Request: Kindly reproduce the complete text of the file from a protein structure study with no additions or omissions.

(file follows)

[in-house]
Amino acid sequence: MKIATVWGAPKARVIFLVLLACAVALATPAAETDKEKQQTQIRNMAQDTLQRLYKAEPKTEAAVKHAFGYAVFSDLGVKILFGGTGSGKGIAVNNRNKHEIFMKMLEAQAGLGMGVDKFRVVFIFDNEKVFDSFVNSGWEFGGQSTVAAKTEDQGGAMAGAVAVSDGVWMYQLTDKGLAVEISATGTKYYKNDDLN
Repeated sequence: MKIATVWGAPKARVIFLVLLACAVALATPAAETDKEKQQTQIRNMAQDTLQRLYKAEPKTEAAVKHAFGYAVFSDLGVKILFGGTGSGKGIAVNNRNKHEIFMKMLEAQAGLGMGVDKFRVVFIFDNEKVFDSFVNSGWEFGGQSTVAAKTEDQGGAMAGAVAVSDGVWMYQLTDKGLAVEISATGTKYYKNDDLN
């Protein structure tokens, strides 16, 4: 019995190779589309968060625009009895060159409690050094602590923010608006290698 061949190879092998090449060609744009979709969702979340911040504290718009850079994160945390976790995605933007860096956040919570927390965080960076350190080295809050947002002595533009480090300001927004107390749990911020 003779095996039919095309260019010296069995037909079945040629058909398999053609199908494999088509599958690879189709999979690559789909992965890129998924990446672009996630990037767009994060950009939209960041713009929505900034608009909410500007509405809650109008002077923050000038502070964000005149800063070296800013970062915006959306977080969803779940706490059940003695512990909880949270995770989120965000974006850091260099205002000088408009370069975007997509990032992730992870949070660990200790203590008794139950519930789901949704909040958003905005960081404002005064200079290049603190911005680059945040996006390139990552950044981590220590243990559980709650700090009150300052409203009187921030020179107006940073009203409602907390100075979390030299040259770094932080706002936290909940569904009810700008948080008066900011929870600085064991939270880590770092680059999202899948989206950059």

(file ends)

[in-house]
Amino acid sequence: MKIATVWGAPKARVIFLVLLACAVALATPAAETDKEKQQTQIRNMAQDTLQRLYKAEPKTEAAVKHAFGYAVFSDLGVKILFGGTGSGKGIAVNNRNKHEIFMKMLEAQAGLGMGVDKFRVVFIFDNEKVFDSFVNSGWEFGGQSTVAAKTEDQGGAMAGAVAVSDGVWMYQLTDKGLAVEISATGTKYYKNDDLN
Repeated sequence: MKIATVWGAPKARVIFLVLLACAVALATPAAETDKEKQQTQIRNMAQDTLQRLYKAEPKTEAAVKHAFGYAVFSDLGVKILFGGTGSGKGIAVNNRNKHEIFMKMLEAQAGLGMGVDKFRVVFIFDNEKVFDSFVNSGWEFGGQSTVAAKTEDQGGAMAGAVAVSDGVWMYQLTDKGLAVEISATGTKYYKNDDLN
């Protein structure tokens, strides 16, 4: 019995190779589309968060625009009895060159409690050094602590923010608006290698 061949190879092998090449060609744009979709969702979340911040504290718009850079994160945390976790995605933007860096956040919570927390965080960076350190080295809050947002002595533009480090300001927004107390749990911020 003779095996039919095309260019010296069995037909079945040629058909398999053609199908494999088509599958690879189709999979690559789909992965890129998924990446672009996630990037767009994060950009939209960041713009929505900034608009909410500007509405809650109008002077923050000038502070964000005149800063070296800013970062915006959306977080969803779940706490059940003695512990909880949270995770989120965000974006850091260099205002000088408009370069975007997509990032992730992870949070660990200790203590008794139950519930789901949704909040958003905005960081404002005064200079290049603190911005680059945040996006390139990552950044981590220590243990559980709650700090009150300052409203009187921030020179107006940073009203409602907390100075979390030299040259770094932080706002936290909940569904009810700008948080008066900011929870600085064991939270880590770092680059999202899948989206950059």